CROYDON IN CRISIS: Cash-strapped council is facing another busted budget, according to latest estimates. By STEVEN DOWNES
Less than six months since Croydon was handed the biggest bail-out in history, following the authority declaring itself effectively bankrupt, and the council is already heading for another budget deficit, possibly by as much as nearly £4million.
According to latest estimates, the council is forecast to overspend its budget by the end of the 2021-2022 financial year by £590,000, even after taking into account use of the covid-19 grant from the government.
Officials at Fisher’s Folly have also identified further risks to the council’s budget which leave a potential overspend of as much as £3.7million by the end of 2021-2022, according to a report in The Municipal Journal.
Even the smallest of overspends will come as a huge embarrassment – maybe worse – to recently confirmed council CEO, Katherine Kerswell, and her newly installed team of exec directors, as they have their work on the council’s finances checked and double-checked by Tony McArdle and his “improvement board” of government-appointed commissioners who were supposed to prevent this kind of thing happening.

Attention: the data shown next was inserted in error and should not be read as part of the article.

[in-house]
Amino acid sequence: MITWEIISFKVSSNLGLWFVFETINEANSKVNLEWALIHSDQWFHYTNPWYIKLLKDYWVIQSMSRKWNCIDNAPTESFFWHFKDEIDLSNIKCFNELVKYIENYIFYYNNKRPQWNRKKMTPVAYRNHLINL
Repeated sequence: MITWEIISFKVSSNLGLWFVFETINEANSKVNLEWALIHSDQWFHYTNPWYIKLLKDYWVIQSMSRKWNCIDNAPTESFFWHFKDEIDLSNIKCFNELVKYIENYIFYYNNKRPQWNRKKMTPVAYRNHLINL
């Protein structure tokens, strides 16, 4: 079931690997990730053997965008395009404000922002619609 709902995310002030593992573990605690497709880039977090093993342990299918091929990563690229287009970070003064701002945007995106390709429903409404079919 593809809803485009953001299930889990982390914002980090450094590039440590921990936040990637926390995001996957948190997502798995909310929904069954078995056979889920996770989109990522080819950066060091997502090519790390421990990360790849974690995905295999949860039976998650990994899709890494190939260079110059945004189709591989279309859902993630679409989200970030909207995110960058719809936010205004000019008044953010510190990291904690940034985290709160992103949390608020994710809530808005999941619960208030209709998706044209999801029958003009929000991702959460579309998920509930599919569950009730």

The improvement board was installed earlier this year as part of the conditions of the £120million bail-out agreed by the Ministry of Housing, Communities and Local Government – £70million to get Croydon out of the hole created last year and a further £50million for this financial year.
Further cash help from central government is conditional on winning the approval of McArdle and the Ministry.
According to The Municipal Journal, “Reduced income from parking and increased costs of special education needs transport have contributed to the financial difficulties, in addition to planned savings totalling £1.7million now being in doubt.”
Getting top-dollar in the fire sale for the likes of Brick by Brick and the College Green development site is likely to have become an even greater priority for Kerswell and her finance director, Chris Buss.
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Read more: Council handed biggest bail-out in history